Madhya Pradesh pegs hope on liquor sector to protect state from GST shocks

Just a year after he rolled back his own cabinet's decision to allow Indian Made Foreign Liquor sale at country liquor outlets Chief Minister Shivraj Singh Chouhan looks certain to press the undo key.

Chandrakant Naidu January 08, 2015 18:40:04 IST
Madhya Pradesh pegs hope on liquor sector to protect state from GST shocks

Bhopal: Madhya Pradesh could be staring at a massive financial crisis once the Central government enforces the Goods and Service Tax (GST) regime. The Centre wants to table the Bill at the earliest so that GST can be implemented from April 2016. The industry is beginning to complain about the lack of crucial reforms even six months after the change of power in Delhi.

Madhya Pradesh pegs hope on liquor sector to protect state from GST shocks

Madhya Pradesh Chief Minister Shivraj Singh Chouhan. PTI

The state government along with Gujarat had strongly opposed the transition to GST. However, Chief Minister Shivraj Singh Chouhan now says the Centre has addressed the state’s concerns about compensation for revenue loss and tax-sharing mechanism. GST on petroleum products was the bone of contention.

Petroleum products would stay within the purview of the GST but will be taxed at zero percent for the initial three years to facilitate smooth transition. States get nearly 30 percent of their tax revenue from these goods.

Last month’s measures like raising VAT on petrol from 27 to 31 percent and that of diesel from 23 percent to 27 percent proved inadequate for the state. Taxes on petroleum products in Madhya Pradesh are already among the highest in the country. According to one estimate, the state will face a loss of Rs 6,000 crore every year once the Centre stops compensating it for GST after four years.

The Centre has promised to provide full compensation for the initial three years, 75 percent for the fourth year and 50 percent for the fifth year.

The Union Finance Minister Arun Jaitley has already assured decided to release Rs 11,000 crore to states towards Central Sales Tax (CST) compensation. The Centre has also given in to the demands of the BJP-ruled states such as Maharashtra, Haryana and Gujarat to impose an additional levy of one percent on supply of goods in inter-state trade for two years.

The state government keeps presenting a rosy picture of its financial health through frequent advertisements in the media despite a burgeoning debt pile of Rs 1 lakh crore.

The Chouhan government has already taken seven big debts this year - Rs 1,000 crore on 27 May, Rs 350 crore on 24 June, Rs 1,000 crore on 8 July, Rs 1,000 crore on 22 September, Rs 1,050 crore on 23 September, Rs 750 crore on 26 November and Rs 1000 crore on 19 December. In 2003 when the BJP came to power after Digvijaya Singh's tenure, the state had a debt pile of Rs 35,000 crore.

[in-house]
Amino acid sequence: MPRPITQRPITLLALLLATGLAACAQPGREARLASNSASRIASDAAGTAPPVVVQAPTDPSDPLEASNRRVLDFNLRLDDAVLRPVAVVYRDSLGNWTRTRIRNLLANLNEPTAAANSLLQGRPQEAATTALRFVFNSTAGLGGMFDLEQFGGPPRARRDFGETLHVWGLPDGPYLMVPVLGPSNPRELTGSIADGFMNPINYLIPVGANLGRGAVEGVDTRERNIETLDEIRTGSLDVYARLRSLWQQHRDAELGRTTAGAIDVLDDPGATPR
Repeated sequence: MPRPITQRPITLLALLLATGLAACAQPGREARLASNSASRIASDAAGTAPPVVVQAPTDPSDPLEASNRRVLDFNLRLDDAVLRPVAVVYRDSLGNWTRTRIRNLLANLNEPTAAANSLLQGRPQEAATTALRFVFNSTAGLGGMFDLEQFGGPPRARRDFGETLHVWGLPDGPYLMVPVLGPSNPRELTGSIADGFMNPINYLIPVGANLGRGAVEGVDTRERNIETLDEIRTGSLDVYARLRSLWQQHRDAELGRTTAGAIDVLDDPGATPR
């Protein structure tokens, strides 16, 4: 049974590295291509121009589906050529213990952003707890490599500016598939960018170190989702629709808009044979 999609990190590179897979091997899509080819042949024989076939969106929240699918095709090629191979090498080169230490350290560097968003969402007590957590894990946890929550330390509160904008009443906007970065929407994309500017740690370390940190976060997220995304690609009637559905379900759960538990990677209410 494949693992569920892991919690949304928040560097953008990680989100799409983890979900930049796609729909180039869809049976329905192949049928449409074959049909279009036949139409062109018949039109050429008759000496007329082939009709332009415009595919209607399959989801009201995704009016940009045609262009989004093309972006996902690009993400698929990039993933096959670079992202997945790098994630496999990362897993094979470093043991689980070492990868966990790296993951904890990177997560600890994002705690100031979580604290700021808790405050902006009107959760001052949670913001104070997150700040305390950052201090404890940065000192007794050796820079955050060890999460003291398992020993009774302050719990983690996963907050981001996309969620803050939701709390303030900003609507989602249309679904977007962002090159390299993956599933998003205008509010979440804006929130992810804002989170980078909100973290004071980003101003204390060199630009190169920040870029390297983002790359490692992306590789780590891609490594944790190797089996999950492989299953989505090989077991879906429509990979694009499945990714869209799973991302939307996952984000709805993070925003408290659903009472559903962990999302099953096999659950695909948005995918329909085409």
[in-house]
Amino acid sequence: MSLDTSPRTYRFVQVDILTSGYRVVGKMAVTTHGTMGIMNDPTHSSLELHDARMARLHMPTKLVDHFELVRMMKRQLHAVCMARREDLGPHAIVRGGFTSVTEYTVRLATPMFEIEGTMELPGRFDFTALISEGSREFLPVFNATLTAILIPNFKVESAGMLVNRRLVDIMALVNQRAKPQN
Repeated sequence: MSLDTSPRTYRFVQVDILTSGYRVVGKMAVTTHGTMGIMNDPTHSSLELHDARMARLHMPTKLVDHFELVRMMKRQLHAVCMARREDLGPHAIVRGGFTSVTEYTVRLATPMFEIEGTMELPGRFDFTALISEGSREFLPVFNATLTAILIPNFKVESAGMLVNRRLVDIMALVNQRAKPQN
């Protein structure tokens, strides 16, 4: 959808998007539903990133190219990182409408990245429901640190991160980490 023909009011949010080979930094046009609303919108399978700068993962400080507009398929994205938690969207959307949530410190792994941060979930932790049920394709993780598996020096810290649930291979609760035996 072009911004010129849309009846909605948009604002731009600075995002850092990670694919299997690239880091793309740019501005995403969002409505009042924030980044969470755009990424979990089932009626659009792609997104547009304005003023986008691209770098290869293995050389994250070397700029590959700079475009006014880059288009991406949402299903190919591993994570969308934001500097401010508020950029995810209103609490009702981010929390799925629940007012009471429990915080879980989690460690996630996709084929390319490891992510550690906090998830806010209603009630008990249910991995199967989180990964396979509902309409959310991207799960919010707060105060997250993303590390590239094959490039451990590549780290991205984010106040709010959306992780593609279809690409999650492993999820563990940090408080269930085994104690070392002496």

Prospects of ringing cash registers seem set to drown Chouhan’s inner voice. Just a year after he rolled back his own cabinet's decision to allow Indian Made Foreign Liquor (IMFL) sale at country liquor outlets Chouhan looks certain to press the undo key.

In sheer desperation the state government might bow to Bacchus.

The proposal to remove Value Added Tax (VAT) on liquor and allow IMFL sale through 250 rural country liquor outlets will be presented before the cabinet shortly. The state expects to raise additional Rs 500 crore in excise revenue through the decision.

When he took oath for his third term in November 2013 Chouhan, in a passionate speech, said he was committed to eradicating alcoholism. His government would allow no new liquor outlets. But, he drove his cabinet to open up the sale of IMFL in rural areas just a month later.

The RSS objected. So did many party colleagues. The opposition Congress accused Chouhan of "repaying the liquor mafia for bankrolling the BJP's campaign".

Chouhan stayed firm for some time but buckled under pressure.

At the party executive meeting at Bhopal, around the same time, he said, "The cabinet did this to prevent the sale of spurious liquor. There is unauthorised distribution of IMFL in villages where people buy country liquor. We wanted to stop this by allowing the IMFL sale. But I could not sleep at night. I felt this was not right... This was to bring revenue, but we will find other means of raising revenue."

The excise department is against continuing the VAT at 5 percent which fetches annual revenue of around Rs 300 crore. The then excise commissioner had estimated the revenue to touch Rs 800 crore. With sales of IMFL being permitted at 250 villages of population exceeding 5,000 state could check the flow of spurious liquor into the market. The department now expects the sales of liquor to shoot up by about 25 percent once VAT is removed.

Contrary to expectations a friendly government at the Centre has hardly been of great help. The NDA government has cut down funds for many of the state’s schemes and projects.

As a result the state had to put a brake on infrastructural projects like roads and bridges. Madhya Pradesh ranks quite low in the road network coverage. This has put off investors sought to be lured with extravagant conventions.

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